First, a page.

Facebook Inc platforms, Facebook.com, Instagram, WhatsApp are back online a rare shutdown of the three apps worldwide.
We had reported that the outage which happened yesterday afternoon affected all Mark Zuckerberg shared infrastructure apps, plunging the services and the businesses and people who rely on them into chaos for hours.
Facebook in a response late last night while apologizing for the shutdown said that “the root cause of this outage was a faulty configuration change” and that there is “no evidence that user data was compromised as a result” of the outage.
Techbooky had earlier reported a separate Facebook scandal involving, Frances Haugen, a former employer, cum whistleblower who had gone public on CBS’s ’60 minutes’ program on Sunday to accuse Facebook of magnifying hate and increased misinformation to make profit.
She had earlier anonymously filed complaints with the Federal law enforcement authorities accusing Facebook knowing through its in house research that the San Francisco Company magnifies hate, misinformation which leads to increased polarization. In the ‘filed’ complaint, she also showed that the Facebook was aware its sister app, Instagram has the tendency to harm teenage girls mental health.
Facebook has since denied the accusations, branding them malicious and misleading, with the company’s Vice-president of Policy and Policy affairs, Nick Clegg writing to Facebook employees in a memo that “social media has had a big impact on society in recent years, and Facebook is often a place where much of this debate plays out.”
The social media platform had in 2019 suffered its biggest outage in years – and said only that it had “triggered an issue” during “routine maintenance operations”, with CEO Mark Zuckerbeg in a leaked transcript opining that suchoutages are a “big deal”. Any problems can often lead people to start using competitors instead, and noted that it can take “months” to win back trust and get people back on Facebook’s platforms – if they come back at all.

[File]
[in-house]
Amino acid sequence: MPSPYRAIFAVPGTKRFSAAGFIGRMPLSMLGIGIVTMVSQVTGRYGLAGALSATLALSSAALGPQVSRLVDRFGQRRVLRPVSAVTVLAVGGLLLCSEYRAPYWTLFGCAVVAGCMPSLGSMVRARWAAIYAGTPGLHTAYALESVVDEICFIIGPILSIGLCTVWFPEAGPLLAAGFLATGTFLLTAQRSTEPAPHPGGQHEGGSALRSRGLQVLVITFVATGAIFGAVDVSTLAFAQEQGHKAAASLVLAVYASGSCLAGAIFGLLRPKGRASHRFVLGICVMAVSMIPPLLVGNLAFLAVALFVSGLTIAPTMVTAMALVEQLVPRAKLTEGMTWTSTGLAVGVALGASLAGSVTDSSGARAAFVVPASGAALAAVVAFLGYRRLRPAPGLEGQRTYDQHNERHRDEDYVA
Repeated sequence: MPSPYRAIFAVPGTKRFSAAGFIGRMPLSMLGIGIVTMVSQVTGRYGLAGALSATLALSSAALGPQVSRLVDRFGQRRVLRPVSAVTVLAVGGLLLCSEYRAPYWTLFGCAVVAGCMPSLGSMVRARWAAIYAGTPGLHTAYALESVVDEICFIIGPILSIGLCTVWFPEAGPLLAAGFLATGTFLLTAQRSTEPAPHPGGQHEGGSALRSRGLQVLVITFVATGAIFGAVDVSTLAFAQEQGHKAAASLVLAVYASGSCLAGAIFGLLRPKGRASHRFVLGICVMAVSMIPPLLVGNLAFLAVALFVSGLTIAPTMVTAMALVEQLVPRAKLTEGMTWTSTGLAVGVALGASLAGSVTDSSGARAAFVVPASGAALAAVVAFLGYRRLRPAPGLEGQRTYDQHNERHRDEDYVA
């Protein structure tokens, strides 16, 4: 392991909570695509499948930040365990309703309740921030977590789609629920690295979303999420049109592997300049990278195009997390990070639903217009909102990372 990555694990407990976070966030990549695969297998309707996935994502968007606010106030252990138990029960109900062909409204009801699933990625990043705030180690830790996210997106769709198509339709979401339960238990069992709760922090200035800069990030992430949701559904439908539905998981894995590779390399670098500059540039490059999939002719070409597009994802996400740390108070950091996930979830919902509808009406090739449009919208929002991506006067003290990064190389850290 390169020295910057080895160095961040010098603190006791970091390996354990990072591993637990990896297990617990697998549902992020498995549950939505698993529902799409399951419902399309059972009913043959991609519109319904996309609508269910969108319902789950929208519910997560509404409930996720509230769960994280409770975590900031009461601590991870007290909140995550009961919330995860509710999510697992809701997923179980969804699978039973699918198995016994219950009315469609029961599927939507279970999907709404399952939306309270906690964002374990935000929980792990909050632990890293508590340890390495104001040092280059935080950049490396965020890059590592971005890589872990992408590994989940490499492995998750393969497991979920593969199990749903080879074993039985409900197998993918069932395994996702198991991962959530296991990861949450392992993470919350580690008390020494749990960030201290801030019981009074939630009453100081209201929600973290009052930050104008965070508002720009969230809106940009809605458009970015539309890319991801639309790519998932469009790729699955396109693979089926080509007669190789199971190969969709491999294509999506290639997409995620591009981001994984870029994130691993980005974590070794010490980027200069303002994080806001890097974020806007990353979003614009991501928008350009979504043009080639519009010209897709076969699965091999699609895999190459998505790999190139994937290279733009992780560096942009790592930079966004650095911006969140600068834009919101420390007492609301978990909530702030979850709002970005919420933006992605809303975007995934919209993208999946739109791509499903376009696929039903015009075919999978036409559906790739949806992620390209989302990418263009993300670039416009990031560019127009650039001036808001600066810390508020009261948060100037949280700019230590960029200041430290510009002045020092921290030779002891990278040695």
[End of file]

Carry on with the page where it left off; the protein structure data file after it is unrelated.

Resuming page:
While users grapple with the implication of the outage on their personal conversation and business opportunities, Facebook first public comment was a tweet acknowledging that “some people are having trouble accessing (the) Facebook app” and said it was working on restoring access.
Instagram head, Adam Mosseri also tweeted that it feels like a “snow day.”
Chief Technology Officer of Facebook, Mike Schroepfer, later tweeted “sincere apologies.”
In statement on Monday evening, Facebook while explaining the remote cause of the outage said the changes on routers coordinating network traffic between data centers interrupted communication, and then had “a cascading effect on the way our data centers communicate, bringing our services to a halt.”
There were insinuations in the public fore that the outage may have been due to a hack by some Chinese developer but there was no evidence to the effect of having malicious activities involved in the issue. CEO of Cloudflare, Matthew Prince dismissed hacking insinuations when he tweeted that “nothing we’re seeing related to the Facebook services outage suggests it was an attack.”
Facebook itself hasn’t responded to inquiries by the public on the possibility of the attack being caused by malicious activities.